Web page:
For performance’s sake, after index attributes were calculated, the contours were chopped into segments not-to-exceed 500 meters shape length.  When all the chopped segments from all the various elevation ranges had been merged to a single polyline feature class in a feature dataset in a file geodatabase, spatial indices were built for the cache tile scales about 1:1200, 1:4800, and 1:19000.  The purpose is to make the contours as fast as possible not just for web app interaction, but for rendering the large-scale cache tiles.  In the end, the contours in this one feature class have about 1.4 million polyline features that fill the file geodatabase to about 6.8 GB of data.

Meanwhile, some great brainstorming has taken place with regard to hydro-enforcement of the terrain model, so that accurate synthetic flow lines can be generated county-wide.  Based on prototype work performed by Evan K. Babb before summertime, we knew how to deal with our terrain features and manually generate hydro-enforcement features.  Now, with a funded project to do the work county-wide, we’ve needed to devise a spatial analysis technique using the approach described by Poppenga and others in 2009.  Based on some correspondence and personal communication with Poppenga, we have sketched a workflow that should automate the creation of most simple (single road-crossing) hydrologic enforcement features, especially in the absence of accurate or complete spatial features for culverts.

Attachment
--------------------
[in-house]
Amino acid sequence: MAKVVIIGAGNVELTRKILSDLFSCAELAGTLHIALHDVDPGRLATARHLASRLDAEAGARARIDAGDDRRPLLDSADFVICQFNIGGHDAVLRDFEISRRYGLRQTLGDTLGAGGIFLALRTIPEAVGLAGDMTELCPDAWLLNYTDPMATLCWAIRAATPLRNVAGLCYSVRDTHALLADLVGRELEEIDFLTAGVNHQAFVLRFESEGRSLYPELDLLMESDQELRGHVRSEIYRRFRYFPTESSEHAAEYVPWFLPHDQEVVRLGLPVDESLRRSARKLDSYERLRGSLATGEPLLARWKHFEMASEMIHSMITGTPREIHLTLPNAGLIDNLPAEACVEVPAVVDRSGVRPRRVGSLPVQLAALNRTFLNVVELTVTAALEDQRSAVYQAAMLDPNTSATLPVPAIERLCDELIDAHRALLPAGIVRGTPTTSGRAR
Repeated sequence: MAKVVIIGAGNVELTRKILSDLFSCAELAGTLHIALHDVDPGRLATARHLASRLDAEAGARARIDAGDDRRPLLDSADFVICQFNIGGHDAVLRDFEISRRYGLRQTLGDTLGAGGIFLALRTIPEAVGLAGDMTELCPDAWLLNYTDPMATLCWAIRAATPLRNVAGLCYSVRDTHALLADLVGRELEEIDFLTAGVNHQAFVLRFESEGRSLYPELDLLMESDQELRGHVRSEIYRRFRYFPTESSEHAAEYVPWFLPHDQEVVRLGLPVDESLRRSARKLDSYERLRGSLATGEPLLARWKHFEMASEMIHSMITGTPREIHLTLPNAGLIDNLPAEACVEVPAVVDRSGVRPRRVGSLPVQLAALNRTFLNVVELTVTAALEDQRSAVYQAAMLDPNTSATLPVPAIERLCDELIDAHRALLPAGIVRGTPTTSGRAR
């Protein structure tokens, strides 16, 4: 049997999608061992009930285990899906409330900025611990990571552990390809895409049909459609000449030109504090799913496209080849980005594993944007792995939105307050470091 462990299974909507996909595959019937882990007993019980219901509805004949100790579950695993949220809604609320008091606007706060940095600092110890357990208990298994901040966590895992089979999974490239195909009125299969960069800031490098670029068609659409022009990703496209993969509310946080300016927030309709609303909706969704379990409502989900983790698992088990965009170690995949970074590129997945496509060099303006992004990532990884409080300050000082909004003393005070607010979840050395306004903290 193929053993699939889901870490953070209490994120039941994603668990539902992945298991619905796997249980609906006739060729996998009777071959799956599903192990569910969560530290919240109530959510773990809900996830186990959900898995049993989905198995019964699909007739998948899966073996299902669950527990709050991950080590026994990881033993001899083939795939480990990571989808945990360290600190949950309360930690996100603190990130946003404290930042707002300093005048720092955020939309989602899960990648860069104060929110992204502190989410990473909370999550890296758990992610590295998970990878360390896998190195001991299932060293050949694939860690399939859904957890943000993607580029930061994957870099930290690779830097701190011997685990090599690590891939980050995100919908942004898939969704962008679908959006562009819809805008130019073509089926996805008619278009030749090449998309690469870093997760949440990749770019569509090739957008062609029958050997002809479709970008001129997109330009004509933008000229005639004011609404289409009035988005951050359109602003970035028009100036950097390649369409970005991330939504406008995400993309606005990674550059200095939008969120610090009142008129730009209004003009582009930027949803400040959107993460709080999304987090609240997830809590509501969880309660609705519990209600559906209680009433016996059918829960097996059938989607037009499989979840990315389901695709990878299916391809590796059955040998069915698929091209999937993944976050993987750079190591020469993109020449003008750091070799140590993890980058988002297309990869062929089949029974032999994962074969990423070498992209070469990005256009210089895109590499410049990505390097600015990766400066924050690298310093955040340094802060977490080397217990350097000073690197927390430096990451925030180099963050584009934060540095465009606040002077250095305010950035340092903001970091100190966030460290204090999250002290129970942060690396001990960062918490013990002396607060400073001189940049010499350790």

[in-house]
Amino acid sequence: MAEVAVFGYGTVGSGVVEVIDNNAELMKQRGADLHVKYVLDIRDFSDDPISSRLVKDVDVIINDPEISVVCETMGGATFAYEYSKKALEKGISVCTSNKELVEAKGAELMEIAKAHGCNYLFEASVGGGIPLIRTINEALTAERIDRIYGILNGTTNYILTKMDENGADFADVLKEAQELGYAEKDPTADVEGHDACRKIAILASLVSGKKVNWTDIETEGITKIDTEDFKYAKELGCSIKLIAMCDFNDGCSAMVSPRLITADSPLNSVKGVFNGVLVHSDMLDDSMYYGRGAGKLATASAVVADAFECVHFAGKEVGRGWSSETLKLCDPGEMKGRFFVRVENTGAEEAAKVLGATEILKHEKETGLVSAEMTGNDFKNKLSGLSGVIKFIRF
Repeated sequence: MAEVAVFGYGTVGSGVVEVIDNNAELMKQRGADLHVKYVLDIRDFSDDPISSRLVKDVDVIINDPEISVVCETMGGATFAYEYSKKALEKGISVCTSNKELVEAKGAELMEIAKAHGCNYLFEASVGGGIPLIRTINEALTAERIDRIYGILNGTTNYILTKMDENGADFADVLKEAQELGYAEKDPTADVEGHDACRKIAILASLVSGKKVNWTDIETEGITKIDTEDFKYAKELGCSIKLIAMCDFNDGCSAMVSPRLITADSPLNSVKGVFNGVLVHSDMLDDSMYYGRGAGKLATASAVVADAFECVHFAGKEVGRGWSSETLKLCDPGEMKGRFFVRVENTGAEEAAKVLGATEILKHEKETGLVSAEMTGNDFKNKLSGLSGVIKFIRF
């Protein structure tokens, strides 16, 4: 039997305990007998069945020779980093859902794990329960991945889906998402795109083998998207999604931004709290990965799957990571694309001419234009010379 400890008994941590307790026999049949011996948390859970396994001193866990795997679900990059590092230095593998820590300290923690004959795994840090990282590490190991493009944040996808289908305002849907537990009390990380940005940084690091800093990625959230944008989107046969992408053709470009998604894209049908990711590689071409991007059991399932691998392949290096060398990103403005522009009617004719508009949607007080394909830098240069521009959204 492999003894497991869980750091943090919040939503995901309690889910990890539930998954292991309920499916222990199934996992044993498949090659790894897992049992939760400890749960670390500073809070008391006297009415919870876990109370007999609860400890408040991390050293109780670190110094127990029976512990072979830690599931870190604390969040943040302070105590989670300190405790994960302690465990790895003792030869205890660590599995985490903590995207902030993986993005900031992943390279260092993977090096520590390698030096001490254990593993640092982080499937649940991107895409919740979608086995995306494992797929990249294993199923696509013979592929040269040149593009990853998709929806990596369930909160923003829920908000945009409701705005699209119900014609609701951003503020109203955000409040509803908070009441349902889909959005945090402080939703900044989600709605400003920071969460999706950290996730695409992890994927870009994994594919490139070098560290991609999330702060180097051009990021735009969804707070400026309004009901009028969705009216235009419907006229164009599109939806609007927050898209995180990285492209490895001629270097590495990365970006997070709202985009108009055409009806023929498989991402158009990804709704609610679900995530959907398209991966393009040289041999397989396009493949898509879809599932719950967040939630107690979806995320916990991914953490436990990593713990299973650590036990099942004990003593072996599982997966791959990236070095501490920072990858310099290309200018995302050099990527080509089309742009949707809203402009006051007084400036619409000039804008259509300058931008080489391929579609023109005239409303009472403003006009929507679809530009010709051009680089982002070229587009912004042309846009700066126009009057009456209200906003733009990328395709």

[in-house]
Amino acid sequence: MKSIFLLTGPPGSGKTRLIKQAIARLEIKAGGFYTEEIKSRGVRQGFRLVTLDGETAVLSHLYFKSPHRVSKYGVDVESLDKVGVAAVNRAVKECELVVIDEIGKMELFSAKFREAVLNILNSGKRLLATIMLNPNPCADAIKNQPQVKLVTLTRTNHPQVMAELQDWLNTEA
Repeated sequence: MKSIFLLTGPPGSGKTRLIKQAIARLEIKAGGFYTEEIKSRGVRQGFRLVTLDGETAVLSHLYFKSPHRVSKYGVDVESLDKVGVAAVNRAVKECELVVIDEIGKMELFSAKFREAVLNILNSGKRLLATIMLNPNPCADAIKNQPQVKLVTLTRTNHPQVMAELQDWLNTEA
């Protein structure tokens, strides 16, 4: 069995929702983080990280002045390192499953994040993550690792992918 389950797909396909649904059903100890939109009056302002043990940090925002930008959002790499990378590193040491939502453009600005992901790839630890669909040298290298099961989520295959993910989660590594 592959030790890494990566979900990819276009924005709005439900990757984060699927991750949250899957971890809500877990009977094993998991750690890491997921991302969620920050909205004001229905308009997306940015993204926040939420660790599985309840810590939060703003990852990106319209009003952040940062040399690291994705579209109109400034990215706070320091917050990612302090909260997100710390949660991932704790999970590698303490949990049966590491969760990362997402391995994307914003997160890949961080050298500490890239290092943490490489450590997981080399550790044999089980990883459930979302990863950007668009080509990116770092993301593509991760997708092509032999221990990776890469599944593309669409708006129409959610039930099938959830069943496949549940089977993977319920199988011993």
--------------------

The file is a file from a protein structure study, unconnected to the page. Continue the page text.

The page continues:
So with the contours completed, it should be possible to have some progress made on automation of hydro-enforcement, completing more of the data development for large-scale topographic base mapping, help my colleagues continue the ArcGIS 10 migration, and follow up with some demonstration spatial SQL queries.  It’s an exciting couple of weeks!

There’s also been a thread of thought over the past six years or so that supports the workflow of using Visual Studio to compose SQL queries, in preference to the direct SSMS (SQL Server Management Studio, Tool Formerly Known As “Enterprise Manager”) ways of composing a query, because the typed pattern matching (MS: Intellisense) pulls up all the various ST__  spatial methods that are available in SQL Server 2008 spatial, but saves one needing to look-it-up and type-it-in correctly.  Such productivity gains really help boot up the learning experience a bit faster!